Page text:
Car accident triggers unrest in Azerbaijan town
BAKU, Azerbaijan (AP) — It began late at night with a minor car accident. By midday Thursday, a hotel had been burned to the ground, several expensive vehicles torched and crowds were facing off with police to demand a leading regional official’s resignation. The episode has exposed latent tensions nurtured by economic inequality and unresponsive governance in the oil-abundant Azerbaijan. The ostentatious display of wealth and aggressive, arrogant behavior among well-connected individuals is commonplace across resource-rich former Soviet republics and engenders much bitterness. That appears to have served as the spark for the unrest in Ismayilli, a resort town of 15,000 people beside a hilly nature reserve 175 kilometers (110 miles) from the capital, Baku.
Trouble began Wednesday night when the owner of a local hotel, 22-year-old Emil Shamsaddinov, reacted to his Chevrolet Camaro sports car veering onto a sidewalk and colliding with an electricity pole by getting into a fight with another motorist. The victim of the attack was parked by the side of the road in a Soviet-era Zhiguli, the ubiquitous model favored for cheapness rather than quality. Shamsaddinov, who police said may have been drunk, berated and swore at onlookers nearby, prompting an angry reaction from an assembled group of Ismayilli’s residents.
The dispute quickly escalated, leading to around 3,000 residents raiding Shamsaddinov’s Chyrag hotel — the name of the hotel means “fire” in Azeri — and setting alight several of his cars, which included the Camaro, a Chevrolet Niva and a Hummer. Police say the rampage lasted about four hours. In amateur video of burning vehicles and buildings uploaded to the Internet, people in the crowd are heard laughing and cheering. The mob then directed its ire at the son of the Ismayilli district chief, whose house they also attacked. There they set fire to a Toyota Land Cruiser and two motorcycles.
Radio Free Europe/Radio Liberty’s Azerbaijan service, which is funded by the U.S. Congress, cited local residents as saying Shamsaddinov’s hotel was being used for prostitution and that local authorities had failed to heed requests for it to be closed. On Thursday, despite an increased security presence in the town, hundreds of people went back onto the streets and surrounded a regional government building and demanded the regional governor resign. Independent news agency Turan reporter Aziz Kerimov told The Associated Press by telephone from Ismayilli that police fired tear gas and water cannons at half-hour intervals as the crowd refused to disperse.
Some in the crowd responded to police appeals for them to leave the area by throwing rocks. Between 10 and 15 people were detained by early afternoon, Kerimov said. Calm had returned to Ismayilli by the evening, although the anger may not have subsided. Kerimov quoted people in Ismayilli as saying they want to repeat the scenario that played out in another town last year, when a regional official was forced to step down in the wake of violent clashes. Baku, Azerbaijan’s capital, has in recent years become a glamorous playground for the country’s elite, but oil revenue is unevenly distributed among the mainly Muslim country’s 9 million people, and average monthly salaries stand around $450.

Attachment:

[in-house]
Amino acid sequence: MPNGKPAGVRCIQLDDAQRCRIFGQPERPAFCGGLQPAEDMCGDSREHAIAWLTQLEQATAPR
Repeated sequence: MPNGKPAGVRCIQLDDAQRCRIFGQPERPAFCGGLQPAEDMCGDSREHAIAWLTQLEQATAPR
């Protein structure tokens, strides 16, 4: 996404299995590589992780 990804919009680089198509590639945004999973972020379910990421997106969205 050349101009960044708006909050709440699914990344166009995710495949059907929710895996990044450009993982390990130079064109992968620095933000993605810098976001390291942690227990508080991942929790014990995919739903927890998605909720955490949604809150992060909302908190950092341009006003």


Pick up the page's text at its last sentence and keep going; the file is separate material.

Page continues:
That has nurtured frustration. Business is often perceived in Azerbaijan as operating in intimate collusion with the government, which opposition activists argue is riddled with corruption. Berlin-based Transparency International ranked Azerbaijan 139th out of 176 countries in its 2012 Corruption Perception Index. Opposition parties and independent journalists are routinely harassed by the authorities. This is the second major instance of public disorder in the authoritarian former Soviet nation in only a few days
. On Saturday, market traders blocked a highway 50 kilometers (30 miles) outside Baku and clashed with riot police in a spontaneous protest over increased rent for their stalls. A week before that, in Baku itself, hundreds of demonstrators gathered in a central square to protest the death of a military conscript earlier this month. The demonstration was broken up by police. That rally was organized through social media, not by established opposition parties, an indication that opposition to the government is increasingly being propelled by grass-roots activism.
S.Africa riot death toll climbs to four
JOHANNESBURG — Four people were killed and 259 arrested during three days of rioting in Sasolburg, an industrial hub in the centre of South Africa, police said Thursday. Two of them died when police fired into a mob of protesters that had besieged a police station.
“The police shot at the group and two African males were shot,” Moses Dlamini, a spokesman for the Independent Police Investigative Directorate, said in a statement. A third person was shot dead on Tuesday by a business owner who fired at a mob that had attacked his shop. As for the fourth victim, Sam Makhele, police spokesman for the region, 80 kilometre (50 miles) south of Johannesburg, declined to give details surrounding the death, saying an investigation was still under way. Local media claimed he was shot by a motorist.